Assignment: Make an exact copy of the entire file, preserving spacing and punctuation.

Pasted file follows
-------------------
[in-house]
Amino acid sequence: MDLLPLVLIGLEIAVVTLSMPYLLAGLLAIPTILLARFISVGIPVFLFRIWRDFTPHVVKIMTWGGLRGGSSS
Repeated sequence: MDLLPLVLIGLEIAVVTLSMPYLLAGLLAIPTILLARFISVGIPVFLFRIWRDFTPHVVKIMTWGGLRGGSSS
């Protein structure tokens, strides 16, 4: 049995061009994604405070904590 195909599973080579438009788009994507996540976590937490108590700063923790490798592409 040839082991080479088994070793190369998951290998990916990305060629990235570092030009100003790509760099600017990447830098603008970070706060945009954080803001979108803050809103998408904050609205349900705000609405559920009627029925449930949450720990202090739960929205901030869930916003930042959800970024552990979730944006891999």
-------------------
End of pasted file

[in-house]
Amino acid sequence: MDLLPLVLIGLEIAVVTLSMPYLLAGLLAIPTILLARFISVGIPVFLFRIWRDFTPHVVKIMTWGGLRGGSSS
Repeated sequence: MDLLPLVLIGLEIAVVTLSMPYLLAGLLAIPTILLARFISVGIPVFLFRIWRDFTPHVVKIMTWGGLRGGSSS
């Protein structure tokens, strides 16, 4: 049995061009994604405070904590 195909599973080579438009788009994507996540976590937490108590700063923790490798592409 040839082991080479088994070793190369998951290998990916990305060629990235570092030009100003790509760099600017990447830098603008970070706060945009954080803001979108803050809103998408904050609205349900705000609405559920009627029925449930949450720990202090739960929205901030869930916003930042959800970024552990979730944006891999």